Another fascinating thing that we have seen as we work to restore the pyramid is how in later periods of ancient Egyptian history, people would dig burial shafts into the body of the pyramid itself, so that their tombs would be part of this great monument. The restoration team has come across two such intrusive burials so far. We must study these burials carefully, as they pose their own threat to the stability of the pyramid. We would like to investigate them, but we must be very sure at the same time that we find a way to shore up the masonry around them.

Underneath the pyramid, in the maze of galleries and corridors, we are also clearing away centuries worth of debris, and working to strengthen the stone, diminishing the risk of cave-ins. This is extremely challenging work, as the rising water table has weakened the bedrock of the Saqqara plateau, and caused massive salt deposits on the walls of these underground tunnels. There are many interesting things underneath the Step Pyramid. Many of the walls were once decorated with blue faience tiles, which imitated the reed mat walls of early Egyptian buildings. Most of these tiles were stolen long ago, but some are still in their original places. There are also scenes of the king running the ritual race that renewed his power and authority during his heb-sed festival, which I believe he celebrated to mark the accomplishment of the many tasks that the gods expected the king to perform. There are many blocks in the tunnels, decorated with stars. We know that such stars were typical of the ceiling decoration of tombs, but what is interesting is that many of the ones that the SCA team has found are decorated on both sides - one side will have stars, and the other will have what appear to be placements for faience tiles. We do not know why this is, but we will continue to study the matter. One of the most interesting blocks that we have found under the Step Pyramid is inscribed with the serekh (a motif based on the shape of a palace building, which enclosed the name of a king) of Djoser. The name in the serekh is actually Netjerikhet - we know the king as Djoser only from sources dating to after his reign.This block also bears the names of two royal women. The passages under the Step Pyramid also continue to yield thousands of fragments of stone vessels, along with ancient baskets and ropes, in addition to materials left behind by Lauer’s workmen earlier in the 20th century.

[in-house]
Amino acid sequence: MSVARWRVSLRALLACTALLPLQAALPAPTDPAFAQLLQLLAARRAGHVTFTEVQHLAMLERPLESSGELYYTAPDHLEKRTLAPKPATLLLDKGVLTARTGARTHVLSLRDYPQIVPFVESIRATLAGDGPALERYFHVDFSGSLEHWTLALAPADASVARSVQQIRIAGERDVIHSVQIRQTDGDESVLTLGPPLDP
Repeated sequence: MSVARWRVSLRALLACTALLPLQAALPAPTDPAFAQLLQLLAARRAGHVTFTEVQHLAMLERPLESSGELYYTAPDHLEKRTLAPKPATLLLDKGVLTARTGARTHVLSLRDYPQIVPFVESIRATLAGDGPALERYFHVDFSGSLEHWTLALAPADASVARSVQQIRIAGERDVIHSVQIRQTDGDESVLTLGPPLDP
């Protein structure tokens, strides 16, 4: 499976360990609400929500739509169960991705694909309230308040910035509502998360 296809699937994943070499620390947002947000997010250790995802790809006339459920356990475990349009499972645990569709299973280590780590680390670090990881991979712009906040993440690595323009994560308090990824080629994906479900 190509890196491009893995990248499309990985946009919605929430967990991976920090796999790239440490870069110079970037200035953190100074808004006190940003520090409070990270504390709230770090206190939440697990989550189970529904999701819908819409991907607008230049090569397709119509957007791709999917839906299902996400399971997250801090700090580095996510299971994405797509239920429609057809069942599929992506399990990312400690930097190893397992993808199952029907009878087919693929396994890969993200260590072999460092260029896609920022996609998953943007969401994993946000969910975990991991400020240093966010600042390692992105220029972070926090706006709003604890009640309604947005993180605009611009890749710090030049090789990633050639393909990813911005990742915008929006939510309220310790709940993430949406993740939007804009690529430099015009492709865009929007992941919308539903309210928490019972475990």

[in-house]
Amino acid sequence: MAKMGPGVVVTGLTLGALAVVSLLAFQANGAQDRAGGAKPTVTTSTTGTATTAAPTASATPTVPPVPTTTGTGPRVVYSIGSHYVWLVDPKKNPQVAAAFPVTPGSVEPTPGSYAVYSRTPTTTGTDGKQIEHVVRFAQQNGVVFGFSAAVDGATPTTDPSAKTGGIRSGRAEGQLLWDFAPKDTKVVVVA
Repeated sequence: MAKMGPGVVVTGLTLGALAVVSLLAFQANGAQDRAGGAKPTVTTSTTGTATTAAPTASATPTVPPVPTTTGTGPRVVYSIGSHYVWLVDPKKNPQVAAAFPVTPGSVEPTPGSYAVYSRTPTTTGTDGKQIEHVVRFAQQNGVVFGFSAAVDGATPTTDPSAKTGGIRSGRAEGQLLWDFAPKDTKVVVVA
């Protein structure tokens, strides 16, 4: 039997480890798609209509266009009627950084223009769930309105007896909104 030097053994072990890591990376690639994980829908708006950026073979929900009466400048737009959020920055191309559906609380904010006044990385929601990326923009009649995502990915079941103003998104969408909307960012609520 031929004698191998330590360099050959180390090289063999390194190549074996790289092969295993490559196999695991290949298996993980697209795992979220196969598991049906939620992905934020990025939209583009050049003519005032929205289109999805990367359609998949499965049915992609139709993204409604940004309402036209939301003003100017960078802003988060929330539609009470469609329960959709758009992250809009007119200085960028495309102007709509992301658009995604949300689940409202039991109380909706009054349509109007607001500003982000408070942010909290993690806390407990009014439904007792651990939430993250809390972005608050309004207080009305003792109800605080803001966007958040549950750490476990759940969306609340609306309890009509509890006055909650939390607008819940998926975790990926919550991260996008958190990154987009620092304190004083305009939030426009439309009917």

Exploring the substructure of the Step Pyramid is a true adventure. I have made the descent into the tunnels and galleries over 100 times so far (some 30 times before the restoration work began), and each time, I am amazed at what I see. The passages are steep, narrow, and winding, and it is easy to become lost if you do not know your way. When I entered the maze of tunnels and galleries recently, I did enter the king’s burial chamber from below. It lies about 30 meters below ground level. The massive granite sarcophagus rests on six stone pillars, and it is possible to crawl through a passage in the debris, some 36 meters below the ground, to go beneath the sarcophagus. When I was young, I was afraid of the dark, and when I first crawled into the narrow space under the sarcophagus I remembered this feeling. I lay on my back on the floor of the tunnel, with my face almost touching the sarcophagus, and my heart was beating fast. The thrill of adventure, however, immediately made me forget any fear, and I was able to look in amazement at the achievement of the ancient workmen who were able to assemble the sarcophagus from huge pieces of granite.   
  
We are using a type of epoxy to strengthen the stone walls and ceilings under the Step Pyramid. We have also installed a system of dehumidifiers, and sensitive digital thermometers and hygrometers to record the temperature and humidity. These instruments are constantly recording, and we do monitor their readings carefully to be sure that the climate control system is working. I am so happy to be able to tell you that our work to save the Step Pyramid is progressing well. We will soon begin to shore up the ceiling of the burial chamber. I feel as though we are truly helping to cause the name of the great king Djoser and that of his architect, the genius Imhotep, to live for generations to come.